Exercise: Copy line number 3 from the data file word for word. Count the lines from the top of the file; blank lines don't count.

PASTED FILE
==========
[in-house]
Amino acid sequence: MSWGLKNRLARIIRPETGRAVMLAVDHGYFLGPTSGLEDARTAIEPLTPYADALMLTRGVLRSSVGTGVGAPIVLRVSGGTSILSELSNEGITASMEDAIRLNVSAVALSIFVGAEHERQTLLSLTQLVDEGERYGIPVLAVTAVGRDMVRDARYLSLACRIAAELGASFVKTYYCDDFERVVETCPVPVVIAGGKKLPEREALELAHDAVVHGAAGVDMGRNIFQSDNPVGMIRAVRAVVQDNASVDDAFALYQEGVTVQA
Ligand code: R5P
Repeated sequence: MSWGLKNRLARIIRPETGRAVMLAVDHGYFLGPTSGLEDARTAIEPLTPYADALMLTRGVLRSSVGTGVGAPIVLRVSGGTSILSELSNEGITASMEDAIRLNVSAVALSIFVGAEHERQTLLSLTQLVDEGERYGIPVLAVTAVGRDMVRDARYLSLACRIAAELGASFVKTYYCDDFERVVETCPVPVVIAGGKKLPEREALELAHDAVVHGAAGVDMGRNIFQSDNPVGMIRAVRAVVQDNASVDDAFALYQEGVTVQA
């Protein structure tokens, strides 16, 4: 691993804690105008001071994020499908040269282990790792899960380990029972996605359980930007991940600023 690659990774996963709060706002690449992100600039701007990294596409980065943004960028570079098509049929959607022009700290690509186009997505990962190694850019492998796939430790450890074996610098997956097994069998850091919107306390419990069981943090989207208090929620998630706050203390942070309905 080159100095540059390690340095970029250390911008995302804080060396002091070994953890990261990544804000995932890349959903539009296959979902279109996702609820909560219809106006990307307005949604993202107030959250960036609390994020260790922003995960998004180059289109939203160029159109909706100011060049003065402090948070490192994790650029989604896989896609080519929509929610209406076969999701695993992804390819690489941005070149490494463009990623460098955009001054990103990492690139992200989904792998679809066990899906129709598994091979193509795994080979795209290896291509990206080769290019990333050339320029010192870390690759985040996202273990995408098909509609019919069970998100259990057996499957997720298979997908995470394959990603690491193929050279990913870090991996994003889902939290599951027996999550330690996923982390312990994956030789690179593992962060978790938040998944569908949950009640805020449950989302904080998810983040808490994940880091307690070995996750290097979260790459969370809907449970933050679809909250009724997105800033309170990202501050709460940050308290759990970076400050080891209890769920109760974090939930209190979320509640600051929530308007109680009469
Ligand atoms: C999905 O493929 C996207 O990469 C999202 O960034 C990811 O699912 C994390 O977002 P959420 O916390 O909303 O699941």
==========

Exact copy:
Ligand code: R5P